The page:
Nasdaq Jumps, But Caterpillar Weighs on Dow

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The Nasdaq got a lift from relatively strong performance by technology companies on Friday, but the blue chips were dragged down after Caterpillar's quarterly profit disappointed Wall Street.

Today's Markets

The Dow Jones Industrial Average fell 43 points, or 0.34%, to 12,681, the S&P 500 rose 1.2 point, or 0.09%, to 1,345 and the Nasdaq Composite gained 24.4 points, or 0.86%, to 2,859. The FOX 50 climbed 1.9 points to 953.

Despite fairly anemic performance on the day, the major market averages posted a strong week. The Dow jumped 1.6%, the broad S&P 500 tacked on 2.2% and the Nasdaq soared 2.5%.

Technology companies like Apple (NASDAQ:AAPL), Microsoft (NASDAQ:MSFT) and Intel (NASDAQ:INTC) performed the best on the day. However, makers of heavy-duty goods like Honeywell (NYSE:HON) and Deere (NYSE:DE) struggled after Caterpillar unveiled disappointing quarterly results.

Earnings season kicked into high gear this week, with nearly half of the 30 Dow components reporting earnings.

Caterpillar (NYSE:CAT) revealed earning on continuing operations of $1.72 a share, disappointing analysts who expected earnings of $1.75. The largest heavy machinery maker in the world said it expects to earn between $6.75 and $7.25 in for the full-year 2011.

McDonald's (NYSE:MCD) earned $1.35 a share, zipping by estimates of $1.28 a share.  Shares of the fast food behemoth hit an all-time high on the news.

General Electric (NYSE:GE) posted profits of 34 cents a share, excluding one-time costs, which topped Wall Street's forecast by 2 cents.  The largest U.S. conglomerate benefited from strong demand for heavy equipment abroad.

Verizon Communications (NYSE:VZ) unveiled profits of 57 cents a share, besting expectations of 55 cents, getting a boost from adding more Apple iPhone subscribers than expected.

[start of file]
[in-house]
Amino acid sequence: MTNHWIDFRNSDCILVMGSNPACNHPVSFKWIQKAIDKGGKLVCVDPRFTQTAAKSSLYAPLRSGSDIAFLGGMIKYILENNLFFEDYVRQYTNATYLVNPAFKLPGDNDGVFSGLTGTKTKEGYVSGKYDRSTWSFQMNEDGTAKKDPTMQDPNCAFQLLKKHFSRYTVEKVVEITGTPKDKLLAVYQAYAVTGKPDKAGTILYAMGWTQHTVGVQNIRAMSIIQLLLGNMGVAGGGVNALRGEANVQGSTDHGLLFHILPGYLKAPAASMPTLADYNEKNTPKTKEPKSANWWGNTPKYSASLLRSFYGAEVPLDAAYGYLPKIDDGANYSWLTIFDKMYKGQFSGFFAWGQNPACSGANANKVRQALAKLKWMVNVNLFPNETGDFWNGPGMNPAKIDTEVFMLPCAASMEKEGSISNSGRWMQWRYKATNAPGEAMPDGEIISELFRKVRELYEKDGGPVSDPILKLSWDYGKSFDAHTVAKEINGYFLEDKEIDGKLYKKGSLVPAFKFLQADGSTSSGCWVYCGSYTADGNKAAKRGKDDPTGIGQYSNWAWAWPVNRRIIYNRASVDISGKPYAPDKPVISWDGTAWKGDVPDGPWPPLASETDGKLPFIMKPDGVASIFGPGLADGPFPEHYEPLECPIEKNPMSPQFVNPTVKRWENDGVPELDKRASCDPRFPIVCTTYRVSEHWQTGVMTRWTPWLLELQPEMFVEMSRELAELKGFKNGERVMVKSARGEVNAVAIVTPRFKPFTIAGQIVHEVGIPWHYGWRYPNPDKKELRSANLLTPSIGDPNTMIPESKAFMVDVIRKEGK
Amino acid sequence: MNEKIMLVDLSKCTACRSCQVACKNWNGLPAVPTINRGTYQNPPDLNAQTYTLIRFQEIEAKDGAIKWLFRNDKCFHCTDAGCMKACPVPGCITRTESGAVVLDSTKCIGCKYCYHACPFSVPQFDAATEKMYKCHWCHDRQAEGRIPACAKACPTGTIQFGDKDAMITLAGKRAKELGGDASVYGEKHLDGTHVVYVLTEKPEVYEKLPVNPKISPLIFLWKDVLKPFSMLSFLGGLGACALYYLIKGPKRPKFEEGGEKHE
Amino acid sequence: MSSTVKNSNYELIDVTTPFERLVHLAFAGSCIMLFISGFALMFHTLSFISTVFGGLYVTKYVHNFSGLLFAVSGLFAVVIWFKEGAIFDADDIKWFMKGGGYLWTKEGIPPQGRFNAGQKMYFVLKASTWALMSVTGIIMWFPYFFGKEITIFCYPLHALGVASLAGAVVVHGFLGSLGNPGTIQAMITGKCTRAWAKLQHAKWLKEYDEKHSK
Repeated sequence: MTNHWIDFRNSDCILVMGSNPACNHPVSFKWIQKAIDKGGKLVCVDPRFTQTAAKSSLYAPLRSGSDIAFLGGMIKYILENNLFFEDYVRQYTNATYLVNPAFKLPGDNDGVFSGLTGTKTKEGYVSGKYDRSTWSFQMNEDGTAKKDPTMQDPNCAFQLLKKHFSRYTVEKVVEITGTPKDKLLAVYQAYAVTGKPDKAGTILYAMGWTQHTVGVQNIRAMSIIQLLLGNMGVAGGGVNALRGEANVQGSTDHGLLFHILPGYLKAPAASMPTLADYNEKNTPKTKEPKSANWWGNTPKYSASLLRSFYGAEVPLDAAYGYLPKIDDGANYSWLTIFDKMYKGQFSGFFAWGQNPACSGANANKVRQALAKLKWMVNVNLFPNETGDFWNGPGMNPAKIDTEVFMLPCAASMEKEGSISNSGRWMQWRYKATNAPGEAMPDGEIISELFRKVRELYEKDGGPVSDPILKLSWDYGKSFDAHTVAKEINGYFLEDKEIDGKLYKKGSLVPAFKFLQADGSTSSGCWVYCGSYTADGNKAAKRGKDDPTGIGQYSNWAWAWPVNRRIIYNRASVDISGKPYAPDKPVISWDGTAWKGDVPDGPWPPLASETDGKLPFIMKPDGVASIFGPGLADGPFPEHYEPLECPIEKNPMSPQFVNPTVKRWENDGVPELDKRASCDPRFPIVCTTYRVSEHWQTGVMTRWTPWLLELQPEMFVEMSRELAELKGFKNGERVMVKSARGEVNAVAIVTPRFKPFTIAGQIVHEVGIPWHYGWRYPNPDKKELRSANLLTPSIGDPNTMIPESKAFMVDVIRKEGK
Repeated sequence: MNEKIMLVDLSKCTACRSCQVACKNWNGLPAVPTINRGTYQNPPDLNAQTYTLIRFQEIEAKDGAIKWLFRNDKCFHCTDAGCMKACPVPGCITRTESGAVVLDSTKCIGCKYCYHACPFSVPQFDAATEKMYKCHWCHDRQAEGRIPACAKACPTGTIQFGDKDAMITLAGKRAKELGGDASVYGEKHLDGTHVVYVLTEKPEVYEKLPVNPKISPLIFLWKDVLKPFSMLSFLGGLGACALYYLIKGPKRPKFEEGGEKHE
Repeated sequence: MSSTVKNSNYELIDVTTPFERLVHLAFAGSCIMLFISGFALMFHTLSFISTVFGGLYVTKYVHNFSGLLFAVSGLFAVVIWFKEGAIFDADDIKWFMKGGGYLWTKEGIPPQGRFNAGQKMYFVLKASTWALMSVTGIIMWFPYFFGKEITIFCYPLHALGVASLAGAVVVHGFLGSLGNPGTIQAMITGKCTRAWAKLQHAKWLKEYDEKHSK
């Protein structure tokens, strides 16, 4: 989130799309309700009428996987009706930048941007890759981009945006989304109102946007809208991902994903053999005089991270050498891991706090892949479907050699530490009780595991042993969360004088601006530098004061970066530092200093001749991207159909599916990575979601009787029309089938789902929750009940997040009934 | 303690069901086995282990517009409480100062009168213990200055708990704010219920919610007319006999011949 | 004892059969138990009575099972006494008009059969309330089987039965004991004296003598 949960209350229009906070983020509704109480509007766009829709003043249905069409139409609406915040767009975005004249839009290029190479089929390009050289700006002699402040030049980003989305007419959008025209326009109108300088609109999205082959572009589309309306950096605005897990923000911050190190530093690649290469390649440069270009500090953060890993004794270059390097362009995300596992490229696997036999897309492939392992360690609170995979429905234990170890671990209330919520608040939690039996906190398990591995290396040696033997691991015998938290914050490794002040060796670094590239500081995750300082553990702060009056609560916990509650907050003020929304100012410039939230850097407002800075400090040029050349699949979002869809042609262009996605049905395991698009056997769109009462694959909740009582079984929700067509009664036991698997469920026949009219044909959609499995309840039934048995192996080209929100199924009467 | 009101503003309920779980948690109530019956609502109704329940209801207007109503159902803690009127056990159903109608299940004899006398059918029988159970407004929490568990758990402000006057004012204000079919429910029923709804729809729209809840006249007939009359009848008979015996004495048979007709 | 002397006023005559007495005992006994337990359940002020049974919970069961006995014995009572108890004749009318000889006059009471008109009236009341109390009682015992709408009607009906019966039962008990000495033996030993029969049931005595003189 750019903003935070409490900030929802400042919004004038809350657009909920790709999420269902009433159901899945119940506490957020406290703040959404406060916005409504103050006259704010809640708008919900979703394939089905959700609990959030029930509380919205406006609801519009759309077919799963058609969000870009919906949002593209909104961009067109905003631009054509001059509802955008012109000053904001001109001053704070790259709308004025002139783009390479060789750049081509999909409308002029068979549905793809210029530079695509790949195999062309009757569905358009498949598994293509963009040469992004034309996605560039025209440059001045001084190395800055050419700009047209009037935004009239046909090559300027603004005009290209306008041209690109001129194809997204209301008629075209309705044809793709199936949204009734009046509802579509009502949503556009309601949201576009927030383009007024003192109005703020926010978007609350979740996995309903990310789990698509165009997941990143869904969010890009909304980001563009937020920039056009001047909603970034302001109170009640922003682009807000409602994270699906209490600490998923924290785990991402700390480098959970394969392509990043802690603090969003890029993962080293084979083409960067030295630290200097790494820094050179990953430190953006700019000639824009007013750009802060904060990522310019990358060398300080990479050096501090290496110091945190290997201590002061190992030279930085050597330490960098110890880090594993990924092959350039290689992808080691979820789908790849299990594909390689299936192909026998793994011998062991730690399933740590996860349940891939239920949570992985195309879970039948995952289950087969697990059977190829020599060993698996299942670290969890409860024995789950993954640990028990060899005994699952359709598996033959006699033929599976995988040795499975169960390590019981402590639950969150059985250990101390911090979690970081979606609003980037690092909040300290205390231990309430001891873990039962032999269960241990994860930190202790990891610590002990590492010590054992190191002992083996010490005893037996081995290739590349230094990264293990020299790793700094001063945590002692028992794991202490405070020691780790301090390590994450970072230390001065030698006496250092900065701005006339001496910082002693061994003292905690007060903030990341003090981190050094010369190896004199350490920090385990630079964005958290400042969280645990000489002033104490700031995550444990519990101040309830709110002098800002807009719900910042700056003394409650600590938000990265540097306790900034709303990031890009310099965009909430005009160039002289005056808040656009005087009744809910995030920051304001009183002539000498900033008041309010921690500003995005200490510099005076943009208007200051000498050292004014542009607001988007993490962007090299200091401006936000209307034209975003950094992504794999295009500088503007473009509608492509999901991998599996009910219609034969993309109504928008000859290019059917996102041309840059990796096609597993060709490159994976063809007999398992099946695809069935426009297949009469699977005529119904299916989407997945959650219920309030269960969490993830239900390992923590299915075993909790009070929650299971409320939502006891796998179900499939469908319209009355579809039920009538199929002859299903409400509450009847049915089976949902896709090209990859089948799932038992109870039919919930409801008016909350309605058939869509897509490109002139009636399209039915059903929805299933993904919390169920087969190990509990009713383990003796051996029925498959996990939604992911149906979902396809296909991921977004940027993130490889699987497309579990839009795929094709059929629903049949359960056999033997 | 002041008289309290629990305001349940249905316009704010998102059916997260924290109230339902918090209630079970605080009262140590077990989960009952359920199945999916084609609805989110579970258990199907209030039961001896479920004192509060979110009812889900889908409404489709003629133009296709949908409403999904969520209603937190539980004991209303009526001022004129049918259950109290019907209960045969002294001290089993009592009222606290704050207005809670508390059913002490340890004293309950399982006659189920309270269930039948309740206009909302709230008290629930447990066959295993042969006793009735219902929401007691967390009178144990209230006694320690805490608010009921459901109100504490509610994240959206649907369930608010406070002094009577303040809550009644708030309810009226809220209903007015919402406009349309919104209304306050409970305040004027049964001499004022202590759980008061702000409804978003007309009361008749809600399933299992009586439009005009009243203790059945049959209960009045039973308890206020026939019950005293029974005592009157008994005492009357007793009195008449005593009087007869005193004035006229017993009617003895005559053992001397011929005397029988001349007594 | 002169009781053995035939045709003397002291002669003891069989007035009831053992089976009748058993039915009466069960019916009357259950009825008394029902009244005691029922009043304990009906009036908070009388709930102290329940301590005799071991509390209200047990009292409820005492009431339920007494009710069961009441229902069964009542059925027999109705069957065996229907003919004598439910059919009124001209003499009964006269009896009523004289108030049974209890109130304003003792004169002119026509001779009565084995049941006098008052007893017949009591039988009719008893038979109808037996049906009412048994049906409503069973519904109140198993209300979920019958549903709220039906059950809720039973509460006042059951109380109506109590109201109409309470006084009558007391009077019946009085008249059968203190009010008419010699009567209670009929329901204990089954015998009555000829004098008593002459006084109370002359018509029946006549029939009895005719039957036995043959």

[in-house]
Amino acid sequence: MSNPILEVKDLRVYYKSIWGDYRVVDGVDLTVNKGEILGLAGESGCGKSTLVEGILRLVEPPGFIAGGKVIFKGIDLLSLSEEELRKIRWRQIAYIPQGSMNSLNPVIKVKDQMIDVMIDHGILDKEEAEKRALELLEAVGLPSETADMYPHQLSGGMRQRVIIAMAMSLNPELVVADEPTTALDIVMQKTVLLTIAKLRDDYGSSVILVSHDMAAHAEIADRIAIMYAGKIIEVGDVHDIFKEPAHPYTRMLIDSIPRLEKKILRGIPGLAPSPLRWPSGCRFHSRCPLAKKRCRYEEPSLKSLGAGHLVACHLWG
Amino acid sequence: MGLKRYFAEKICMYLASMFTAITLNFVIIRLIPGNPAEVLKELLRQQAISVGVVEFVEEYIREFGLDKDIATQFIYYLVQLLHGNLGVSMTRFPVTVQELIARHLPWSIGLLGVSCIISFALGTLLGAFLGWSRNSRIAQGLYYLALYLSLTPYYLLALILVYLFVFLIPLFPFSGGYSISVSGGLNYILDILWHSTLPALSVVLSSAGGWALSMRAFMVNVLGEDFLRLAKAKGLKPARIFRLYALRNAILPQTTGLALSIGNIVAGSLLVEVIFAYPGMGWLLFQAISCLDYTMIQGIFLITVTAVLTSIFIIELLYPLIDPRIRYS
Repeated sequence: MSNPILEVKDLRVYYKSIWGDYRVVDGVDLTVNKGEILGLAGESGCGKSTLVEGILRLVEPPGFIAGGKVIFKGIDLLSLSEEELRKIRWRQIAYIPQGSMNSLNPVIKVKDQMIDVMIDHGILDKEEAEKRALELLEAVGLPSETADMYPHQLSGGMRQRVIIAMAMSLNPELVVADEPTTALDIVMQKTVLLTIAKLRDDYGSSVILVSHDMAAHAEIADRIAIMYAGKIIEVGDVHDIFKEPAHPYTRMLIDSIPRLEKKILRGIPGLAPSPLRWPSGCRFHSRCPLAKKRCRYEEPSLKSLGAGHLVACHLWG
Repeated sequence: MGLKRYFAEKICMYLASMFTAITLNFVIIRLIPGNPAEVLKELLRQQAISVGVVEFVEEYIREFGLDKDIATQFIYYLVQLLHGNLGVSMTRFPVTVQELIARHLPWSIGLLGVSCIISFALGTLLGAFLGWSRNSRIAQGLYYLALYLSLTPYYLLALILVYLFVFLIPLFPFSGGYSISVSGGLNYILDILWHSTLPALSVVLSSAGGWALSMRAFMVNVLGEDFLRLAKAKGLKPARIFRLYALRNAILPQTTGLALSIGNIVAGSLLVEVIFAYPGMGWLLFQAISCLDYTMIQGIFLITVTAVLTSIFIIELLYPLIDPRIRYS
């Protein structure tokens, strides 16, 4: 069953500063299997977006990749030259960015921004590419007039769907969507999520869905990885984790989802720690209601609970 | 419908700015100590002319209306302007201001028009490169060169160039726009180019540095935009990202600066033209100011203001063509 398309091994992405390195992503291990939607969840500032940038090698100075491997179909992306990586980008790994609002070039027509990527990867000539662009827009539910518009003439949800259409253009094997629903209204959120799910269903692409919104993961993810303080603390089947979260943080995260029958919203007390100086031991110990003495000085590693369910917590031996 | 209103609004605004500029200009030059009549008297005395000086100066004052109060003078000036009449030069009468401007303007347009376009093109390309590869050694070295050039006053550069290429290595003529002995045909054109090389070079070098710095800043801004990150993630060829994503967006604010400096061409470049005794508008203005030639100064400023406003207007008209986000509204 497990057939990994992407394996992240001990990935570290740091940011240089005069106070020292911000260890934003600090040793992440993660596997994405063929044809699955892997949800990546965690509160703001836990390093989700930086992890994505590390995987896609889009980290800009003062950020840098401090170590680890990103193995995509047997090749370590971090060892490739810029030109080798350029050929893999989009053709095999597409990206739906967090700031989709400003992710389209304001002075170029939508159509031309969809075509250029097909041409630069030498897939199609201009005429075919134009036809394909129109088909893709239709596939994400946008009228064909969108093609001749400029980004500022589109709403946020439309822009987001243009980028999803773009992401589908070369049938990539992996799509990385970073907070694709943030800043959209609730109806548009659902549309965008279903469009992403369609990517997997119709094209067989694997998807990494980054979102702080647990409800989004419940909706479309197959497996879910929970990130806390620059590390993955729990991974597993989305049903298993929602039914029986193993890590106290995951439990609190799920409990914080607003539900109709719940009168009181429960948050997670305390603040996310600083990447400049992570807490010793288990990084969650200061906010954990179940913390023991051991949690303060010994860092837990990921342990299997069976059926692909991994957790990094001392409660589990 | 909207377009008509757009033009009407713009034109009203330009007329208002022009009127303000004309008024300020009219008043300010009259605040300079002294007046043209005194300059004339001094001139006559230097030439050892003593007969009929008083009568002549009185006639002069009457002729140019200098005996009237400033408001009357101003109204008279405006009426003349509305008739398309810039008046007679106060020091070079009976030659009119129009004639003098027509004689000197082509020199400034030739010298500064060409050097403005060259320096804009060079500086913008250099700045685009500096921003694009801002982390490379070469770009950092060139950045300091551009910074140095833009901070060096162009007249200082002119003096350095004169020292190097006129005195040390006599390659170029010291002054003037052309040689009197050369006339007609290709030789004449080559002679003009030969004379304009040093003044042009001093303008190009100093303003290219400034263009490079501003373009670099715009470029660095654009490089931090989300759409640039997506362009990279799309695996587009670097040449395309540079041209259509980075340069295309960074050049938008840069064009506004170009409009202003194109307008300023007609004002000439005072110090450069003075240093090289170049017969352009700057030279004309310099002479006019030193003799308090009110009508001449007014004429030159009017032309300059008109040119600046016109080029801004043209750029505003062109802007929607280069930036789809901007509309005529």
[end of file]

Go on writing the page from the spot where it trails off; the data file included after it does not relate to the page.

Market participants were also paying close attention to the euro zone debt crisis that has been in focus for several weeks.  European Union leaders agreed Thursday to provide Greece with a second bailout valuing $157 billion, plus a private-sector investment of up to $72 billion. The European Financial Stability Facility, which was designed in 2010 to provide aid in perilous economic times, also received special powers to intervene in the debt market when necessary.

Despite gaining in the prior session, the euro fell 0.41% against the U.S. dollar.

Lawmakers in Washington were still working on a deal to raise the U.S. debt ceiling while potentially cutting fiscal spending on Friday.  The Wall Street Journal reported that President Barack Obama and House Speak John Boehner were close to agreeing on a $3 trillion spending deal.

Energy markets modestly higher on Friday.  Light, sweet crude gained 74 cents, or 0.75%, to $99.87 a barrel.  Wholesale RBOB gasoline climbed 3 cents, or 0.99%, to $3.13 a gallon.

Prices at the pump are back on the rise.  A gallon of regular costs $3.70 on average nationwide, up from $3.63 last month, and well higher than the $2.72 drivers paid last year, according to the AAA Fuel Gauge report.

Gold jumped $14.50, or 0.91%, to $1,602 a troy ounce.  Silver soared $1.18, or 3%, to $40.12 a troy ounce.

Foreign Markets

The English FTSE 100 rose 0.6% to 5,935, the French CAC 40 rose 0.68% to 3,843 and the German DAX gained 0.5% to 7,326.

In Asia, the Japanese Nikkei 225 soared 1.2% to 10,132 and the Chinese Hang Seng spiked 2.1% to 22,445.